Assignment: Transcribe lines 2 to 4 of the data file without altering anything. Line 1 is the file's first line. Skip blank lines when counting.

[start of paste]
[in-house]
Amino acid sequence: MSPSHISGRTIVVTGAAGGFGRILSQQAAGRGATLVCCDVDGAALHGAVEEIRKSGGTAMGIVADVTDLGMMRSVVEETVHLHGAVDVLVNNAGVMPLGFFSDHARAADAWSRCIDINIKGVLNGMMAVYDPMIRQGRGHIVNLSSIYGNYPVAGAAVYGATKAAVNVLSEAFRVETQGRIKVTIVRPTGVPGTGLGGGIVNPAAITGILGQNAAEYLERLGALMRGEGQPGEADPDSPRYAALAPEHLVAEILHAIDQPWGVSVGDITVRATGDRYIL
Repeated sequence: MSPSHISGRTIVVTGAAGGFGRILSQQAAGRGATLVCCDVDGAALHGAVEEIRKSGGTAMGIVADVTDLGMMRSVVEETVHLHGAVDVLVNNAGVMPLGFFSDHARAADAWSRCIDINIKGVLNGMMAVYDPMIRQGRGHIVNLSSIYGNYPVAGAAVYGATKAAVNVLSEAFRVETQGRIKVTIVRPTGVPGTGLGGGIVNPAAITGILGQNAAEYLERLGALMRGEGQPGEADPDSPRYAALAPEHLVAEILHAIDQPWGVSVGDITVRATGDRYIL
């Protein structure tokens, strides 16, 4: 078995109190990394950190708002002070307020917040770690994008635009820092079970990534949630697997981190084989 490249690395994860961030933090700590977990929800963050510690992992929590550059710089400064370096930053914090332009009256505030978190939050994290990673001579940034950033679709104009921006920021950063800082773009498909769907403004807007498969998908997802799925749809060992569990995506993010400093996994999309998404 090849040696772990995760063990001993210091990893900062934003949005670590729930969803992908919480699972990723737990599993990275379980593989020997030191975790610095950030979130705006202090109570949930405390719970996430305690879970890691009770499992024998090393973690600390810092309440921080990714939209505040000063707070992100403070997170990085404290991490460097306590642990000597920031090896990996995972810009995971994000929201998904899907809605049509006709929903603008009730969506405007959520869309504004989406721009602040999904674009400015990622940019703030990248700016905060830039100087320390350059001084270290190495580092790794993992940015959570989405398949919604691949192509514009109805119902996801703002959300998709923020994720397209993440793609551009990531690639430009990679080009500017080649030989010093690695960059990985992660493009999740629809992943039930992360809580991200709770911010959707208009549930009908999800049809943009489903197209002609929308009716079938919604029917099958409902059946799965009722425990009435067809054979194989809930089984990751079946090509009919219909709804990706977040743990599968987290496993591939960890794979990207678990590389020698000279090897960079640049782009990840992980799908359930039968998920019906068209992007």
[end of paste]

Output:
Amino acid sequence: MSPSHISGRTIVVTGAAGGFGRILSQQAAGRGATLVCCDVDGAALHGAVEEIRKSGGTAMGIVADVTDLGMMRSVVEETVHLHGAVDVLVNNAGVMPLGFFSDHARAADAWSRCIDINIKGVLNGMMAVYDPMIRQGRGHIVNLSSIYGNYPVAGAAVYGATKAAVNVLSEAFRVETQGRIKVTIVRPTGVPGTGLGGGIVNPAAITGILGQNAAEYLERLGALMRGEGQPGEADPDSPRYAALAPEHLVAEILHAIDQPWGVSVGDITVRATGDRYIL
Repeated sequence: MSPSHISGRTIVVTGAAGGFGRILSQQAAGRGATLVCCDVDGAALHGAVEEIRKSGGTAMGIVADVTDLGMMRSVVEETVHLHGAVDVLVNNAGVMPLGFFSDHARAADAWSRCIDINIKGVLNGMMAVYDPMIRQGRGHIVNLSSIYGNYPVAGAAVYGATKAAVNVLSEAFRVETQGRIKVTIVRPTGVPGTGLGGGIVNPAAITGILGQNAAEYLERLGALMRGEGQPGEADPDSPRYAALAPEHLVAEILHAIDQPWGVSVGDITVRATGDRYIL
């Protein structure tokens, strides 16, 4: 078995109190990394950190708002002070307020917040770690994008635009820092079970990534949630697997981190084989 490249690395994860961030933090700590977990929800963050510690992992929590550059710089400064370096930053914090332009009256505030978190939050994290990673001579940034950033679709104009921006920021950063800082773009498909769907403004807007498969998908997802799925749809060992569990995506993010400093996994999309998404 090849040696772990995760063990001993210091990893900062934003949005670590729930969803992908919480699972990723737990599993990275379980593989020997030191975790610095950030979130705006202090109570949930405390719970996430305690879970890691009770499992024998090393973690600390810092309440921080990714939209505040000063707070992100403070997170990085404290991490460097306590642990000597920031090896990996995972810009995971994000929201998904899907809605049509006709929903603008009730969506405007959520869309504004989406721009602040999904674009400015990622940019703030990248700016905060830039100087320390350059001084270290190495580092790794993992940015959570989405398949919604691949192509514009109805119902996801703002959300998709923020994720397209993440793609551009990531690639430009990679080009500017080649030989010093690695960059990985992660493009999740629809992943039930992360809580991200709770911010959707208009549930009908999800049809943009489903197209002609929308009716079938919604029917099958409902059946799965009722425990009435067809054979194989809930089984990751079946090509009919219909709804990706977040743990599968987290496993591939960890794979990207678990590389020698000279090897960079640049782009990840992980799908359930039968998920019906068209992007």